The crippling nobility of legal Pakistan
OVER two million cases are pending in the superior and lower courts of Pakistan. The general public has, to an extent, lost faith in Pakistan’s justice system as court cases drag on for years and justice is drowned away in the process.
The legal profession, referred to as the profession of the Lords, has been considered a noble walk of life throughout history.
Nobility, being closely associated with morality, has been linked with the legal profession due to the knowledge and high moral standards possessed by advocates around the globe.
However, these very attributes that make this profession noble are being sucked out of ‘legal Pakistan’.
In addition to the attack on the Punjab Institute of Cardiology, we have seen district judges being harassed, skies being lit up with gunfire, police officers being threatened and the ‘waqeel’ card being used by lawyers throughout Pakistan.
Three main reasons appear for the crippling nobility in the legal profession. Firstly, the absence of ethical training prior to the issuance of the licence to practise law.
Secondly, the lack of regulation and the rather silent role of the respective Bar Councils concerning such cases. And lastly, the growing backlog of cases and a weak justice system.
Legal ethics are the foundation of legal nobility. Unfortunately, in Pakistan, legal ethics are not part of the curriculum taught to aspiring lawyers.
After passing the LLB, all one has to do, is clear the Law Graduate Assessment Test (Law GAT), followed by an intimation period of six months with a practising lawyer.
However, five per cent of the Law GAT is consisted of the conduct of advocates (ethics). Hence, one can clear the exam circumventing the ethics exam entirely.
Passing an independent and challenging legal ethics exam, as in UK’s Barrister Training Course, should be a prerequisite of securing a licence to practise law.
If implemented, this will assist potential advocates in absorbing the fundamental teachings of professional legal ethics.
Young lawyers are expected to absorb the ethics of the profession from their senior lawyers.
However, the use of the ‘waqeel’ card is what they mainly learn during their intimation period.
They are taught how to gang up on not only police officers, as seen in the Margalla Police Station episode in Islamabad, but also the judiciary, as witnessed in the Islamabad High Court a few days ago.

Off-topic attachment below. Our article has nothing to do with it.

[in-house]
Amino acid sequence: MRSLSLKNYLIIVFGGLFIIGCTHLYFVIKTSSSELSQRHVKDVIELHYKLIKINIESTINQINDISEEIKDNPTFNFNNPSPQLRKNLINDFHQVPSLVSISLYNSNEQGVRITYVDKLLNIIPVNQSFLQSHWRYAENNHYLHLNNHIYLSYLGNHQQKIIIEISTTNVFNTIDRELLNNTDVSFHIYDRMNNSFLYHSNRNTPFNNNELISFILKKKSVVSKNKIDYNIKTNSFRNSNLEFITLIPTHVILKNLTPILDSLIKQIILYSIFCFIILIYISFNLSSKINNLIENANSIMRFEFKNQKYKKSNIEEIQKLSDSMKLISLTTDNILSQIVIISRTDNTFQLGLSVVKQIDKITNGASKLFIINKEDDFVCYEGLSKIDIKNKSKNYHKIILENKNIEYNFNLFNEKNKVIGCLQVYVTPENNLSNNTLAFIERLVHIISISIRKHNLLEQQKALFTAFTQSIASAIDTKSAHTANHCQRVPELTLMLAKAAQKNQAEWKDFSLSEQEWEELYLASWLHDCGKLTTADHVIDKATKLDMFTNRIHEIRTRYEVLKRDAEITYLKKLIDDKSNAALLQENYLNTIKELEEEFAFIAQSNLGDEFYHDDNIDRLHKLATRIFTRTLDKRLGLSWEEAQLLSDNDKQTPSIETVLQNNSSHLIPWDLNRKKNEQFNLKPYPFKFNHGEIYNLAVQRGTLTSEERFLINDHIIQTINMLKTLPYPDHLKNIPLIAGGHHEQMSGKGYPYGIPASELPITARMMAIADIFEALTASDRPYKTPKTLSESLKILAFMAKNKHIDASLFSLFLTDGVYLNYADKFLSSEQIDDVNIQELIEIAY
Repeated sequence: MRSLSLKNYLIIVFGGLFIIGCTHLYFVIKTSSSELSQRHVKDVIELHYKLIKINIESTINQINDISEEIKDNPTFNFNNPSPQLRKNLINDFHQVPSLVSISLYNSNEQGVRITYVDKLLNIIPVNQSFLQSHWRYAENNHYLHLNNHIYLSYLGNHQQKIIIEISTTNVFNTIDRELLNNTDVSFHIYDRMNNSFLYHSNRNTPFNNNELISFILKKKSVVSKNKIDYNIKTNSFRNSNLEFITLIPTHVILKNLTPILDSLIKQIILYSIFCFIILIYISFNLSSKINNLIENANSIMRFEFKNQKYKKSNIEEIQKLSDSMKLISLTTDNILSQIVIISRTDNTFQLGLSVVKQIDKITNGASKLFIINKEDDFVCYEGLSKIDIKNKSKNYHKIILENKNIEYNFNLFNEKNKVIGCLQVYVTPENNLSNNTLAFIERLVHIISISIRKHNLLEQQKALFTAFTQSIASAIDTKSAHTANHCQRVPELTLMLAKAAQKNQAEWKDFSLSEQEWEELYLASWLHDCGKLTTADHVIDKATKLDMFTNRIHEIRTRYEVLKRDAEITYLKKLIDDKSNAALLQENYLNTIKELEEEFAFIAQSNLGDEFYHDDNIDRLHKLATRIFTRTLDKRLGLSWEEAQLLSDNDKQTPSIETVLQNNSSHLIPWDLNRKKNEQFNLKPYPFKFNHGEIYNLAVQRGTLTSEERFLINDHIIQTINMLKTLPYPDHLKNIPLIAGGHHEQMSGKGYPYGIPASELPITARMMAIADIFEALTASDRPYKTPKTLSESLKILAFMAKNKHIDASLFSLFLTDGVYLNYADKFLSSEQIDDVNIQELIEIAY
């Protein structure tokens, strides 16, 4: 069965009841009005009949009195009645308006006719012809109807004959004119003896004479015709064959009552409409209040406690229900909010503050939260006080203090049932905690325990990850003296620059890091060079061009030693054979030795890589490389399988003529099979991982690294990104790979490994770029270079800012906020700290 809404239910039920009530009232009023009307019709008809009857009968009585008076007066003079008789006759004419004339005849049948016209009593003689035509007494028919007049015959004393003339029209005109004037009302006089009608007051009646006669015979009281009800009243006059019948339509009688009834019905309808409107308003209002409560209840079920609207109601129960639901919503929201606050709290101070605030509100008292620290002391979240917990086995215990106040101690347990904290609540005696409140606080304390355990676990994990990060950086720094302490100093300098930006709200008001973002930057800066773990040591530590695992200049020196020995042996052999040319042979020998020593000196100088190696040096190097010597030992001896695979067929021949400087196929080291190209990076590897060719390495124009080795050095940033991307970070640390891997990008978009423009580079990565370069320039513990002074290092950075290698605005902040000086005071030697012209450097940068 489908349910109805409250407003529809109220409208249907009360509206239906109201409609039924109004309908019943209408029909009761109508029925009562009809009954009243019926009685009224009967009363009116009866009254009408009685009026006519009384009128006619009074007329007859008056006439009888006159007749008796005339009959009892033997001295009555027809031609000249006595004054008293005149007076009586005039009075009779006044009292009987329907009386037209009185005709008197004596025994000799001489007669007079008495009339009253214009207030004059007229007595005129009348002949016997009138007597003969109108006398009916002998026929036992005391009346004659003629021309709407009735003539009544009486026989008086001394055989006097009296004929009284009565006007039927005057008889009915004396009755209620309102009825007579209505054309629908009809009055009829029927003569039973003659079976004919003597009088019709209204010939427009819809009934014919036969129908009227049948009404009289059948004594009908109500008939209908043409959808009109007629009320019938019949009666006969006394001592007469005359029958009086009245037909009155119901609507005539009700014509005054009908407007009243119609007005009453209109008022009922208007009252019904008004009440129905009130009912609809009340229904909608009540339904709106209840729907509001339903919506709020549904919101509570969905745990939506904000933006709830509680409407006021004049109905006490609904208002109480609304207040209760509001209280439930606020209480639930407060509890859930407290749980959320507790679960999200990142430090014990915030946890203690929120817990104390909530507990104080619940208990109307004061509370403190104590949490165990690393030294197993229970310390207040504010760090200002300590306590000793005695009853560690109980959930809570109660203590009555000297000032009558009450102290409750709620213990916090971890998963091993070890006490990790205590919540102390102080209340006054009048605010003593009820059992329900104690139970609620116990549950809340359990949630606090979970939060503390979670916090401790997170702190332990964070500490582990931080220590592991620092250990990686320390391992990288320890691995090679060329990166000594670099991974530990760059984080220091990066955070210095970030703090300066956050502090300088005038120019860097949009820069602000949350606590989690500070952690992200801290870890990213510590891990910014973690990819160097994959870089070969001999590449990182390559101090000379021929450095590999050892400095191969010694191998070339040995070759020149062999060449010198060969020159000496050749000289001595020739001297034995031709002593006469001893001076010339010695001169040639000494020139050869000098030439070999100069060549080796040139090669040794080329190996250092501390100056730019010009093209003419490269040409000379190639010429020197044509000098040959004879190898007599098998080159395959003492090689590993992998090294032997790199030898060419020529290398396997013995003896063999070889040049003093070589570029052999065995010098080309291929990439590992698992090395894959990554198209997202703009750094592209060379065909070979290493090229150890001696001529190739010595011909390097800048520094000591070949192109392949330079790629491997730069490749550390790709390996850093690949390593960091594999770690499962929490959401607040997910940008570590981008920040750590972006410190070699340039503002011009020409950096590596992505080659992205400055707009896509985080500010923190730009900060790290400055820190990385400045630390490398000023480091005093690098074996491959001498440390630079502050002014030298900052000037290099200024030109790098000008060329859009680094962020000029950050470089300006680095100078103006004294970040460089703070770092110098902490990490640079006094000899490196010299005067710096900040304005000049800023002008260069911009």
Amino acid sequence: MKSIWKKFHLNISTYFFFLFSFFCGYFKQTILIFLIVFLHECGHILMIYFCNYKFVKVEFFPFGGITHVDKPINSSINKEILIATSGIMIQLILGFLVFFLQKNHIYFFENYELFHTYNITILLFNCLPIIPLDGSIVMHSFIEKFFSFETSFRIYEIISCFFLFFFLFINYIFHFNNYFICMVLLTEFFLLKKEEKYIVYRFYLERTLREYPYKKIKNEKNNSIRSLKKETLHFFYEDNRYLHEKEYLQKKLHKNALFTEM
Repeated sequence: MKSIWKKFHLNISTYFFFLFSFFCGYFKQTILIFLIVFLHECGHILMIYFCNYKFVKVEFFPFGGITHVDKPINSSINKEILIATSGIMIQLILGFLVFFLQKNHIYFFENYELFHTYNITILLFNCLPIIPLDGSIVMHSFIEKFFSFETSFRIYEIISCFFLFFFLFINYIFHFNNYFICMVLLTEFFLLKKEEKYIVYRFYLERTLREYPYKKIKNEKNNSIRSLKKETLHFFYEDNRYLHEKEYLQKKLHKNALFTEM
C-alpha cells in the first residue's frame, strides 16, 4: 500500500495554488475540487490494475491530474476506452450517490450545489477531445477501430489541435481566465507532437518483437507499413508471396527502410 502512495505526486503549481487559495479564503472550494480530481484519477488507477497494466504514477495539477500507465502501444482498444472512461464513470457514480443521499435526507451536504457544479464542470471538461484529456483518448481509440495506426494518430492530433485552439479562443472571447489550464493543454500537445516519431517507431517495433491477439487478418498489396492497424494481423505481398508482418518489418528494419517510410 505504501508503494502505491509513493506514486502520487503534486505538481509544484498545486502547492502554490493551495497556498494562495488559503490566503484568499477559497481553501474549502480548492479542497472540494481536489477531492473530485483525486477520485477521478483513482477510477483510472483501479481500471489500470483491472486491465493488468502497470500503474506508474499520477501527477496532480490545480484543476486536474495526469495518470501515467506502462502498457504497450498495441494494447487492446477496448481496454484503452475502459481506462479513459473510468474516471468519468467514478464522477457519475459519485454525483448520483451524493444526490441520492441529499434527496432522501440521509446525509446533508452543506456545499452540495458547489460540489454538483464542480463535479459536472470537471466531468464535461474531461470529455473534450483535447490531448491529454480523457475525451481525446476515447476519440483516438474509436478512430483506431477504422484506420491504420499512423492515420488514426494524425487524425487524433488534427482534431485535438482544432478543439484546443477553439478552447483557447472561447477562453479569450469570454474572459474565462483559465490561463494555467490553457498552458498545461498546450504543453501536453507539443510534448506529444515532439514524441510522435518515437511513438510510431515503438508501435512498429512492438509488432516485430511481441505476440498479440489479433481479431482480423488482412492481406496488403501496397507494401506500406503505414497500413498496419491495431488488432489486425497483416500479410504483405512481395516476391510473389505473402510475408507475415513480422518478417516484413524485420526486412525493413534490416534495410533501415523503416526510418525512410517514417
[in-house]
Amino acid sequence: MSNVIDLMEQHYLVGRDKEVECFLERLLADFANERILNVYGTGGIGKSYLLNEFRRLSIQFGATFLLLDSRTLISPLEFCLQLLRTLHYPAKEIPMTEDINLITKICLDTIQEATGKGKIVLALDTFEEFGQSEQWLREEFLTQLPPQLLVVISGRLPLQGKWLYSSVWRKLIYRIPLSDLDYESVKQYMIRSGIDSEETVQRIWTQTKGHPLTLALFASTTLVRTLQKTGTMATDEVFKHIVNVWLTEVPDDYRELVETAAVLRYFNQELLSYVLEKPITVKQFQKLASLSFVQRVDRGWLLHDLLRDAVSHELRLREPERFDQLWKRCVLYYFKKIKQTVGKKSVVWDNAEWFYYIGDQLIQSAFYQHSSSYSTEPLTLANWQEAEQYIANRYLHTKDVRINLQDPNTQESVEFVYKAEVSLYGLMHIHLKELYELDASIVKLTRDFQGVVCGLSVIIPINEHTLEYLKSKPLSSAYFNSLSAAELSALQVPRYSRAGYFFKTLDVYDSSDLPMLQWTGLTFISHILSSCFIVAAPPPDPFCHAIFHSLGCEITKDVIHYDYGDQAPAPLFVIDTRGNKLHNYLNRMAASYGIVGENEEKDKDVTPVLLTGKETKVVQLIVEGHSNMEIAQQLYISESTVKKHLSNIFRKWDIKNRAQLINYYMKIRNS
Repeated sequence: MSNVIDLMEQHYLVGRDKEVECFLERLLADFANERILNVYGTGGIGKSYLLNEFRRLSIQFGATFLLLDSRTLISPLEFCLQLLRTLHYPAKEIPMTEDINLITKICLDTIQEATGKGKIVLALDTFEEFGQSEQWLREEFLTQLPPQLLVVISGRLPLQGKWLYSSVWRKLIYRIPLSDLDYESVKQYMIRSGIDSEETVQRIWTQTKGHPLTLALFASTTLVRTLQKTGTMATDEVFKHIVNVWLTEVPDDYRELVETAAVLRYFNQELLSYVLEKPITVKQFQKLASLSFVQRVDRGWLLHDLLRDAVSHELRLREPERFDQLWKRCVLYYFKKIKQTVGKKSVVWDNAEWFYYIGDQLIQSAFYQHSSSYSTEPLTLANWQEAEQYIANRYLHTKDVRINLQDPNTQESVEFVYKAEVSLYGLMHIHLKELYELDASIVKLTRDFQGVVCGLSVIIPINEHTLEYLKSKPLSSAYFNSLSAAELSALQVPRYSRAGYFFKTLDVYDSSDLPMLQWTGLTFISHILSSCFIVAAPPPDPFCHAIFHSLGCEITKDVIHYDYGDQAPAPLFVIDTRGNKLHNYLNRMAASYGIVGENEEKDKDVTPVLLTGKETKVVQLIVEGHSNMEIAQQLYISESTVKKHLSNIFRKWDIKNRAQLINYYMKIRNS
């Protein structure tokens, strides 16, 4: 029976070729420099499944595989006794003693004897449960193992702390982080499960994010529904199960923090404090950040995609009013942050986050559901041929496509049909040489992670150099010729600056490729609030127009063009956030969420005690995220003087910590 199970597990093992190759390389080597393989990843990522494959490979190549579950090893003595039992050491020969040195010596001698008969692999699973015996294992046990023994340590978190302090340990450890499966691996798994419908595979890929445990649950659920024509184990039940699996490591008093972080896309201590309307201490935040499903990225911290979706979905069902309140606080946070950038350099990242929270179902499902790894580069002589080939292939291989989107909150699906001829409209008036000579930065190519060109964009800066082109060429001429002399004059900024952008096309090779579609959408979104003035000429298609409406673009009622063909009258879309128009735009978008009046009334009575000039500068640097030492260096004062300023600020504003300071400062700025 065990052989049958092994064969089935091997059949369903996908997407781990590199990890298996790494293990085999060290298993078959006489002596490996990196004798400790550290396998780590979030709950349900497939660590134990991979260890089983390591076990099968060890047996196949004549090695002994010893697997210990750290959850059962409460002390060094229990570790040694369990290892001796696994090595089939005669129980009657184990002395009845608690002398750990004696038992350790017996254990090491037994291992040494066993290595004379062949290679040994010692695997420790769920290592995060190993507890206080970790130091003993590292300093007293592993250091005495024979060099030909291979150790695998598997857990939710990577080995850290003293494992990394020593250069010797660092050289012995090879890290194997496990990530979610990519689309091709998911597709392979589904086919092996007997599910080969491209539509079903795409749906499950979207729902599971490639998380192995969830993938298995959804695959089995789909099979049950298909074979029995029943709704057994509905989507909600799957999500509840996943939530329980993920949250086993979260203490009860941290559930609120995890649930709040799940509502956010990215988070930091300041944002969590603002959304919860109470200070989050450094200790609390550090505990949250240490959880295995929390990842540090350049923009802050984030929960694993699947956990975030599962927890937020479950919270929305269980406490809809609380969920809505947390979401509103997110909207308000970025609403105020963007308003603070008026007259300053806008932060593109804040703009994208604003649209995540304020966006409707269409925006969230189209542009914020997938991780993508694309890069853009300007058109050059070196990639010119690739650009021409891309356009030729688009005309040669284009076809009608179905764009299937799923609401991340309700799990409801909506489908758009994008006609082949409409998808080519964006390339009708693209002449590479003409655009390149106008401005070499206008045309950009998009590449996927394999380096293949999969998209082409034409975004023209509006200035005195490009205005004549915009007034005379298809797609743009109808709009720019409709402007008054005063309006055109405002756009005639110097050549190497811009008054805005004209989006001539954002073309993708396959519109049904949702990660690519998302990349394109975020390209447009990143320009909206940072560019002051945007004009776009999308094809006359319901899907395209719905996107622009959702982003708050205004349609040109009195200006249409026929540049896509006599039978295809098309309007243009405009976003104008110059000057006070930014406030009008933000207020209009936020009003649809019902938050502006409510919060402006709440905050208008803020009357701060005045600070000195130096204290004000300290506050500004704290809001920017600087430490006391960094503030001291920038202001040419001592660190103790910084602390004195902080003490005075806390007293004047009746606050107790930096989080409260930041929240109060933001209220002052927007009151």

A Bar Vocational Course should be introduced and implemented as per the Constitutional Petition No. 134 of 2012.
In this petition, the Supreme Court held that the Bar Councils may introduce a ‘Two-Week Bar Vocational Course’.
However, a two-week vocation course compared to the British one-year Barrister Training Course would arguably not be enough.
Ethical training should be a responsibility of the respective Bar Councils which must not be passed on to anyone else. A Bar Council is considered as the mother of all lawyers registered under it.
A mother loves but also regulates to bring about the best version of her children.
Sadly, the regulatory role of the Bar Councils seems to be disappearing in Pakistan.
The Bar Councils, which are responsible for holding lawyers accountable for unscrupulous acts, usually play the opposite role by defending them.
This is because members of the Bar Councils are elected by these very lawyers whom they are supposed to regulate.
The regulators, anticipating their next election run, show more concern towards being re-elected than preserving the nobility of the profession.
Therefore, a single term limit should be introduced for membership of a Bar Council.
If executed, members would not contemplate a second election campaign and might be able to regulate with impartiality.
Moreover, as per the Legal Practitioners and Bar Councils Act 1973, a person is qualified to be elected as a member of a Provincial Bar Council if (1) he is on the Roll of advocates maintained by the Bar Council, (2) has been an advocate for at least ten years, and (3) has cleared all payable dues to the respective Bar Council.
The question at hand is that of competence. The number or frequency of litigated cases holds no importance here.
Thus, non-practising lawyers, with little to no concern towards preserving legal nobility, are allowed to run for the regulatory authority responsible for professional accountability.
The Former Deputy Attorney General, Nayyab Gardezi, stated: “for young lawyers, members of the Bar Councils are supposed to be role models with spotless careers”.
He further stressed on the “creation of a Judicial Committee responsible for issuing eligibility certificates conscientiously to those anticipating an election run.”
Thus, only professional and frequent litigants should qualify to be elected as members of a Bar Council.
This would prevent non-professionals, with little or no interest for the nobility of the profession, from being elected.
Former High Court Judge and Law Minister, Dr Khalid Ranjha, while highlighting the lack of impartiality in Pakistan’s judicial system, said: “Personal bias often present in our judicial appointments, damages the transparency that a judicial system should possess.
” The appointment of judges should not only entirely be on merit but seen to be on merit, as it is the court in which the public is to place its trust.
Furthermore, the nobility of the profession is impaired when the distrust of the people, towards the system, is exploited by lawyers for their personal gains.
Lawyers, while using the ‘waqeel’ card, threaten their disputants with never-ending lawsuits and thus erode the fabric of legal nobility.
Such behaviour should be made punishable by a fine, temporary suspension of practising licence, or even disbarment depending on the severity of the offence, as in the United Kingdom.
—The writer is a practising lawyer based in Islamabad.